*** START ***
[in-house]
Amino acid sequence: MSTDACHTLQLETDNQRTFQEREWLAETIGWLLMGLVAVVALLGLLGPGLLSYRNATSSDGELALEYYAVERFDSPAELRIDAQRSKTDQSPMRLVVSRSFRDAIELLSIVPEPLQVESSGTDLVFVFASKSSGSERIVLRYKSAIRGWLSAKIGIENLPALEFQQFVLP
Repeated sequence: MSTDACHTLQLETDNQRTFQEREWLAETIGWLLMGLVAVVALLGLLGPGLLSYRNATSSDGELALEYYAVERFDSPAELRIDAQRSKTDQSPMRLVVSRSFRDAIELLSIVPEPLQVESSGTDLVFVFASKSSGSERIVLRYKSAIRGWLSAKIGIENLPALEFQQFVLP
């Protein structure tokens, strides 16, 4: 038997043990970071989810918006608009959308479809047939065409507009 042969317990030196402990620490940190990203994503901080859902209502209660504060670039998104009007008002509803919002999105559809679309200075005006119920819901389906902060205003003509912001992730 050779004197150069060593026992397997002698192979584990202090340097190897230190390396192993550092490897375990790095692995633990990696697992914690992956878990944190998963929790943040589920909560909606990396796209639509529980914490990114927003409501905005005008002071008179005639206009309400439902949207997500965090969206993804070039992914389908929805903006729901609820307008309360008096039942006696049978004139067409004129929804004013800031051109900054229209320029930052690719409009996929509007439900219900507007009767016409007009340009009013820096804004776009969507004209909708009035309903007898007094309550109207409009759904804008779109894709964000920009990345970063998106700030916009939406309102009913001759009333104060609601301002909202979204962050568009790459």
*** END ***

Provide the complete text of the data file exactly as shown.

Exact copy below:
[in-house]
Amino acid sequence: MSTDACHTLQLETDNQRTFQEREWLAETIGWLLMGLVAVVALLGLLGPGLLSYRNATSSDGELALEYYAVERFDSPAELRIDAQRSKTDQSPMRLVVSRSFRDAIELLSIVPEPLQVESSGTDLVFVFASKSSGSERIVLRYKSAIRGWLSAKIGIENLPALEFQQFVLP
Repeated sequence: MSTDACHTLQLETDNQRTFQEREWLAETIGWLLMGLVAVVALLGLLGPGLLSYRNATSSDGELALEYYAVERFDSPAELRIDAQRSKTDQSPMRLVVSRSFRDAIELLSIVPEPLQVESSGTDLVFVFASKSSGSERIVLRYKSAIRGWLSAKIGIENLPALEFQQFVLP
């Protein structure tokens, strides 16, 4: 038997043990970071989810918006608009959308479809047939065409507009 042969317990030196402990620490940190990203994503901080859902209502209660504060670039998104009007008002509803919002999105559809679309200075005006119920819901389906902060205003003509912001992730 050779004197150069060593026992397997002698192979584990202090340097190897230190390396192993550092490897375990790095692995633990990696697992914690992956878990944190998963929790943040589920909560909606990396796209639509529980914490990114927003409501905005005008002071008179005639206009309400439902949207997500965090969206993804070039992914389908929805903006729901609820307008309360008096039942006696049978004139067409004129929804004013800031051109900054229209320029930052690719409009996929509007439900219900507007009767016409007009340009009013820096804004776009969507004209909708009035309903007898007094309550109207409009759904804008779109894709964000920009990345970063998106700030916009939406309102009913001759009333104060609601301002909202979204962050568009790459």